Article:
A baffling plague of Satan has arrived in our cursed town, and yet another girl has been convicted of witchery. Elizabeth Clarke, a young mistress, was recently accused of creating a pact with the Devil.
As with any criminal case, there are always a number of issues pertaining the stages of the crime and also the media and the general public’s opinion of the case. Many of the issues and explicit actions of certain individuals that had happened during the Corryn Rayney case had affected the interpretation of the case in someway for both government workers and the general public. By analysing the issues of the case, it allows a much more detailed view on the case and how most of the issues are linked in one way or another.
In his book, “A Modest Inquiry into the Nature of Witchcraft (1702),” clergyman John Hale comes forth to confront the recent events going on at the time. Initially, Hale alludes to the questionable actions and activities of the townspeople being accused of witchcrafts, and being imprisoned as punishment. In addition, he discloses how everyone suspicious will be accused, not even young children are safe from the hands of this fate. Hale’s purpose of publishing this book was to describe the incident of the Witch Trials, and to reveal his experience of the trials, since his own wife was accused. By employing a didactic tone, Hale relays the actions of the past that targeted the Puritans and those wrongly accused of witchcrafts, so this occurrence
In our society, many people rely on the power of law and justice in order to protect themselves. Some powerful men abuse and misuse their power which brings many unfairnesses and tragedies. In Arthur Miller’s The Crucible, Judge Danforth is a deputy governor of the state, and he is also the judge for the witchcraft trail. Judge Danforth represents the authority and supremacy in the entire play. Throughout the play, Danforth’s tyrannous and stubborn personality caused many wrong decisions that he made in the court. As the voice of authority of Salem, Judge Danforth leads to the tragedy of their social disturbance by breakdown Salem’s solidarity.
The Salem witch trial hysteria of 1692 may have been instigated by religious, social, geographic and even biological factors. During these trials, 134 people were condemned as witches and 19 were hanged. These statistics also include 5 more deaths that occurred prior to their execution date. It is interesting to look into the causes of this stain on American History, when as shown in document B, eight citizens were hanged in only one day.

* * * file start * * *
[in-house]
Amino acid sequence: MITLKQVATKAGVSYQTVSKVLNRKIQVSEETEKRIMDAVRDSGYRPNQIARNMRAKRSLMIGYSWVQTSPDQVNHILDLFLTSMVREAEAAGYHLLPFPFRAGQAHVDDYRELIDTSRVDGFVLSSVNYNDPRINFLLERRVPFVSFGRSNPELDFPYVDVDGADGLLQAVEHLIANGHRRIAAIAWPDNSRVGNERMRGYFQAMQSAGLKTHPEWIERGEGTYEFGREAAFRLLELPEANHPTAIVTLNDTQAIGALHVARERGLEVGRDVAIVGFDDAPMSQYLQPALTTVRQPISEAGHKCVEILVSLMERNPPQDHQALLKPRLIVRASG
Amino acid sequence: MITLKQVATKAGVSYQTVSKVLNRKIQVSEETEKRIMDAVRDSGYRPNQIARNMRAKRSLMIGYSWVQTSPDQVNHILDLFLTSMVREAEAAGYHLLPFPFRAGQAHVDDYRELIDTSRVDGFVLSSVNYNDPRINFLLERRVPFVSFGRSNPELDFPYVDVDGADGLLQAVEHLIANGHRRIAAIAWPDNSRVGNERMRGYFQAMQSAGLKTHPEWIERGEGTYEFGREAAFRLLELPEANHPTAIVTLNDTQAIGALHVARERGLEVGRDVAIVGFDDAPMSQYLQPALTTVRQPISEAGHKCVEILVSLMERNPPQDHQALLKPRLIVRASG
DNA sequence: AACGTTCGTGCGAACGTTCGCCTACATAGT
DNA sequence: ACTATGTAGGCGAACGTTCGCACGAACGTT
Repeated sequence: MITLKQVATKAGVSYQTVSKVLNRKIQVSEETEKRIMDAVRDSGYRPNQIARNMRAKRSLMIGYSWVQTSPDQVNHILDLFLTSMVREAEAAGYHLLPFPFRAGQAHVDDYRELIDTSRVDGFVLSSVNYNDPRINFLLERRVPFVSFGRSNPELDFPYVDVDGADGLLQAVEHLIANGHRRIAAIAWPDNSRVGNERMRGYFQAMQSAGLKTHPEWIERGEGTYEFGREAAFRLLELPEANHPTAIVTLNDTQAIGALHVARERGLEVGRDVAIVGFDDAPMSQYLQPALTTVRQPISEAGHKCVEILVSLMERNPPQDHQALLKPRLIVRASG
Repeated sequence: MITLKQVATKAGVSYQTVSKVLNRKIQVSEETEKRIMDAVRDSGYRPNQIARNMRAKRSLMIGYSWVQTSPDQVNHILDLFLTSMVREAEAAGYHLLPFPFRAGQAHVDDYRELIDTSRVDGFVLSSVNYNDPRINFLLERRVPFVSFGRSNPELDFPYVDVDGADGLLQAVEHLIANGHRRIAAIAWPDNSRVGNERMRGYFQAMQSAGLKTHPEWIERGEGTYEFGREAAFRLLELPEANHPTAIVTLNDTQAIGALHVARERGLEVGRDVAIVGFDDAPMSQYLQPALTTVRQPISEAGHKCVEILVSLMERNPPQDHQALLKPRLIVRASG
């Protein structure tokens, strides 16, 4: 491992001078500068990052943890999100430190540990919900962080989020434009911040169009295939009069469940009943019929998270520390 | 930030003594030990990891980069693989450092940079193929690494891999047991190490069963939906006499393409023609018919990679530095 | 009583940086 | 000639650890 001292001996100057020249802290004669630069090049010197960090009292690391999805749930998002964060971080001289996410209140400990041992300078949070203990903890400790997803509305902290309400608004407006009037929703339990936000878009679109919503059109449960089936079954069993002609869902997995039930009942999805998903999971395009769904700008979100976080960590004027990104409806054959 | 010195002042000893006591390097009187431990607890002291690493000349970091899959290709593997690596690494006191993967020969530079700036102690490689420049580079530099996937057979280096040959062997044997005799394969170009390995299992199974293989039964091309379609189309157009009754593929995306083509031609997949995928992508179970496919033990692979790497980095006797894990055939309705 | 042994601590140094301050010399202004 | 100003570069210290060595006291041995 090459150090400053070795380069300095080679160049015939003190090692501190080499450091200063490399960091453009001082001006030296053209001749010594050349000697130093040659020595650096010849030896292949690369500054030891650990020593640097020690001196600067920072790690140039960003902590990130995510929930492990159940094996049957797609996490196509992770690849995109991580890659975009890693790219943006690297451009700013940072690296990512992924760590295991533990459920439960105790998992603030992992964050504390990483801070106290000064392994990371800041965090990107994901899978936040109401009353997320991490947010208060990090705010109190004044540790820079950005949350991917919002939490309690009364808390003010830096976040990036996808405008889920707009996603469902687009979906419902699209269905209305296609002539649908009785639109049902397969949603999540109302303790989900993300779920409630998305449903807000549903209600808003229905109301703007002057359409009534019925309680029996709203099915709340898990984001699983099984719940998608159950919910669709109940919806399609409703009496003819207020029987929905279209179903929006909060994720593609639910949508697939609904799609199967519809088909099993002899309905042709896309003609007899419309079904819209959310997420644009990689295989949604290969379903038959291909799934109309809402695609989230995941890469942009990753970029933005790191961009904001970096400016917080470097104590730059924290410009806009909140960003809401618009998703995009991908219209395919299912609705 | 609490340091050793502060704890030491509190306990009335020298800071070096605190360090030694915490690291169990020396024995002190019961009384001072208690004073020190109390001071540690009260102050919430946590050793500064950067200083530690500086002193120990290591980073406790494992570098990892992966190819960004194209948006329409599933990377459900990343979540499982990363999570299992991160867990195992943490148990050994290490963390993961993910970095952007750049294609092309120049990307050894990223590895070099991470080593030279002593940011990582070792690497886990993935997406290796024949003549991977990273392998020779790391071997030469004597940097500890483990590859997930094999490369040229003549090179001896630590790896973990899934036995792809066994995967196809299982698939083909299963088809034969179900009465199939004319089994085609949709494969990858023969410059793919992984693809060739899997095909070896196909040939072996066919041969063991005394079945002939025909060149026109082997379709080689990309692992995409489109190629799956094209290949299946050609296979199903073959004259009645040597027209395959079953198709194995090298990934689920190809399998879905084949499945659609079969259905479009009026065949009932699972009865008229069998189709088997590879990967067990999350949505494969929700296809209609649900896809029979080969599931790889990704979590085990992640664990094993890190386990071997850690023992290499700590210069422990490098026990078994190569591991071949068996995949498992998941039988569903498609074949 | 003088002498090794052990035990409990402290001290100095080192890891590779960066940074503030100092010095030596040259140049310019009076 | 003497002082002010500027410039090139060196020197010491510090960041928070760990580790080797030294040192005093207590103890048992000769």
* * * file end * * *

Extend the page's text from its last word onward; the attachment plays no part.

This is shameful. Today, here we have a sensible, honest, productive member of our community. I cannot say I am quite sure how girls dancing in the woods singing songs translates to witchcraft, but the community says it so. With only fingers pointed and no factual or realistic information, we condemn our village to be hanged. A village, where we put the lies of young children above the credibility of our greatest elders! Look at the blasphemy! We are killing our generation, and you all refuse to believe that maybe this was a mistake! But instead we say we are curing Salem! John Proctor only wished to stop the killing and save his wife from prosecution, and so we pointed fingers at him next.
The events that took place leading up to the witch trials were Bacon’s Rebellion, The Little ice age, and the puritan control of the church and state. Bacon’s rebellion was a rebellion in Virginia against Governor William Berkeley for his failure to address the colonists safety. The Little ice age was a very religious time for the settlers, who thought they were being punished by God. Puritan control of the church and state led people to believe that men were superior and women were evil beings. The witch trials of 1692 were not only motivated by the stringent restrictions of the Puritan faith, but also by the misogynistic social structure that provoked mass hysteria among the sexes. Some of the accused puritans believed so heavily in their faith, they would rather die than be convicted as a witch.
A Jury by Her Peers authored by Susan Glaspell narrates the investigative events that occur after the death of John Wright in his house. As neighbors and the Dickson County administration, themes of sisterhood and gender roles appear through the actions and hidden motives of the characters. The book, A Jury by Her Peers, expounds on the silent suffering of women and being perceived as unintelligent while providing justifications for covering up of John Wrights death. Three women, Minnie Wright, Martha Hale, and Mrs. Peters express sisterhood by hiding of incriminating evidence such as the dead bird while the men fail to prove of her complicity. This essay focuses on themes of sisterhood and gender roles, and the passiveness that manifests in the process of gathering evidence.